Review Roundup: ORPHANS Opens on Broadway - All the Reviews!
The Broadway production of Lyle Kessler's Orphans starring Alec Baldwin, Ben Foster and Tom Sturridge and directed by Daniel Sullivan, opens tonight, April 18, at the Gerald Schoenfeld Theatre (236 West 45th Street). This production will mark the first Broadway staging of the play.
In Orphans, two orphaned brothers are living in a decrepit North Philadelphia row house. Treat, the eldest, (Foster), supports his damaged younger sibling Phillip (Sturridge) by petty thievery, and makes the house a virtual prison for the seemingly simple-minded Phillip. One night he kidnaps a rich older man, Harold (Baldwin), who turns out to have his own motives and becomes the father figure the boys have always yearned for.
Let's see what the critics had to say...
Ben Brantley, The New York Times: Perhaps the participants in this revival felt that they had had enough of fireworks for a while, so they decided to make nice, tread gently and, in the case of Mr. Baldwin, keep a respectful distance from the proceedings. In "Orphans," knives, guns, fists, rope and duct tape are all deployed to violent ends. Yet this version somehow plays like a sentimental sitcom, perhaps a low-rent "Modern Family."...The first problem with Mr. Sullivan's production is that nobody exudes a sense of, or even a sense of hunger for, power. The arguable exception is Mr. Sturridge...Mr. Foster doesn't do intimidating rage so well. His performance feels so inwardly concentrated that Treat seems like a danger only to himself...I assume that Harold was written as a slippery character, but Mr. Baldwin's performance eludes the possibility of our getting any kind of grip on it at all...It's a mutating cartoon of a performance, with only hints of the requisite menace.
Elysa Gardner, USA Today: It's a shame that it took 30 years to bring this briskly entertaining, deeply affecting play to Broadway; but at least Orphans has arrived in good hands.
Joe Dziemianowicz, NY Daily News: Baldwin, never shy about speaking his own mind offstage, is fully in his comfort zone. He delivers a wily magnetic star turn.
Jeremy Gerard, Bloomgberg: Without a menacing atmosphere, "Orphans" -- with its hermetically sealed environment and elliptical story-telling -- now plays like cut-rate Pinter.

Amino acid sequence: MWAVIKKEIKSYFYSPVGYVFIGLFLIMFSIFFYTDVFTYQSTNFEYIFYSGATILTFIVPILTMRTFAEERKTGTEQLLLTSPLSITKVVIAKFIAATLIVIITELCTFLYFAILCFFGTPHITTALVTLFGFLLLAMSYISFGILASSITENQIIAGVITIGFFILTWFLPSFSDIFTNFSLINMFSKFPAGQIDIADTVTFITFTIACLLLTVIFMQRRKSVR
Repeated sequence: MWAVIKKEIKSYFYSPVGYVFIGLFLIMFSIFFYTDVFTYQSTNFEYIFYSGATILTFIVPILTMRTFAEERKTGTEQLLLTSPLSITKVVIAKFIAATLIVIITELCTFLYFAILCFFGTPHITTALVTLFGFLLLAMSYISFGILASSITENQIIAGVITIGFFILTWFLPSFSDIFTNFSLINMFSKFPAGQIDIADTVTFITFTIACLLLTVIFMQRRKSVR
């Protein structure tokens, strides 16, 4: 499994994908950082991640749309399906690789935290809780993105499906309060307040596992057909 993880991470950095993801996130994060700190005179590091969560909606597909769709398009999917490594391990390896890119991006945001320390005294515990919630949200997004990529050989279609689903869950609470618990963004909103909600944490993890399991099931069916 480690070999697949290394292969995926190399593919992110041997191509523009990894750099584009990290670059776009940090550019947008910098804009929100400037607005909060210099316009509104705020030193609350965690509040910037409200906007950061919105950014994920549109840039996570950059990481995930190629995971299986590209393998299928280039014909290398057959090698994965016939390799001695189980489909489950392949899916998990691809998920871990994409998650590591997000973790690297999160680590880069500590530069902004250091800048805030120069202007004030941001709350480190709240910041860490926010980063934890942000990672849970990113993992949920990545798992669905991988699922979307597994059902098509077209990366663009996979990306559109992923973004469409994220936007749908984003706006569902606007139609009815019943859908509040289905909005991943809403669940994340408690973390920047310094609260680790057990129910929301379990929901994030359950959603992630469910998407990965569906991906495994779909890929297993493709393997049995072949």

Terry Teachout, Wall Street Journal: For all the fluency of its craftsmanship, "Orphans" gives the impression of having been knocked together out of spare theatrical parts. Not only is its premise self-evidently derived from Harold Pinter's "The Caretaker," but Mr. Kessler has pinched other elements of the play from sources as diverse as "The Glass Menagerie," "Our Town" and Sam Shepard's "True West." But it's still an exceptionally effective vehicle for three strong actors, and Mr. Baldwin is both strong and moving, playing Harold as if he were Tennessee Williams's Gentleman Caller grown up, gone to seed and stripped of all illusion.
Elisabeth Vincetelli, NY Post: Considering its agitated gestation, it's amazing how smooth "Orphans" is. During rehearsals, actor Shia LaBeouf had well-publicized - by himself - arguments with co-star Alec Baldwin and director Daniel Sullivan. In short order, LaBeouf was out and Ben Foster was in.
Mark Kennedy, Associated Press: Lyle Kessler's play "The Orphans" is apparently the kind of thing movie stars fight to be in. But it's not always clear why we have to fight to get a ticket. It's a testosterone-laden darkly humorous piece that offers three great parts - a mentally challenged young man, a bubbling eruption of male anger and a cool-as-ice older dude - but generates little light. This is a play more fun to act in than watch...The biggest problem here is that the three actors are determined to be in different plays and director Daniel Sullivan hasn't been able to make them gel. Perhaps there wasn't enough time.